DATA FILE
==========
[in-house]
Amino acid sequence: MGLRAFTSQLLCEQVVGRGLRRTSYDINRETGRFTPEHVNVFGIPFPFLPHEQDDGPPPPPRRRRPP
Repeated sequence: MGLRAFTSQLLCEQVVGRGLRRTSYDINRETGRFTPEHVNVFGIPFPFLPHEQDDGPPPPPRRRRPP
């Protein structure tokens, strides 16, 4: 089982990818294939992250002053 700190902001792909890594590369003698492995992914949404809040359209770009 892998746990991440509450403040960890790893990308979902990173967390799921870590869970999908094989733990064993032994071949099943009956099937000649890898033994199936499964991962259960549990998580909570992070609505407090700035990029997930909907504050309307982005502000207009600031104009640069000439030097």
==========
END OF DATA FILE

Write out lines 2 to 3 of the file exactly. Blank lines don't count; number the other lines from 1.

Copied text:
Amino acid sequence: MGLRAFTSQLLCEQVVGRGLRRTSYDINRETGRFTPEHVNVFGIPFPFLPHEQDDGPPPPPRRRRPP
Repeated sequence: MGLRAFTSQLLCEQVVGRGLRRTSYDINRETGRFTPEHVNVFGIPFPFLPHEQDDGPPPPPRRRRPP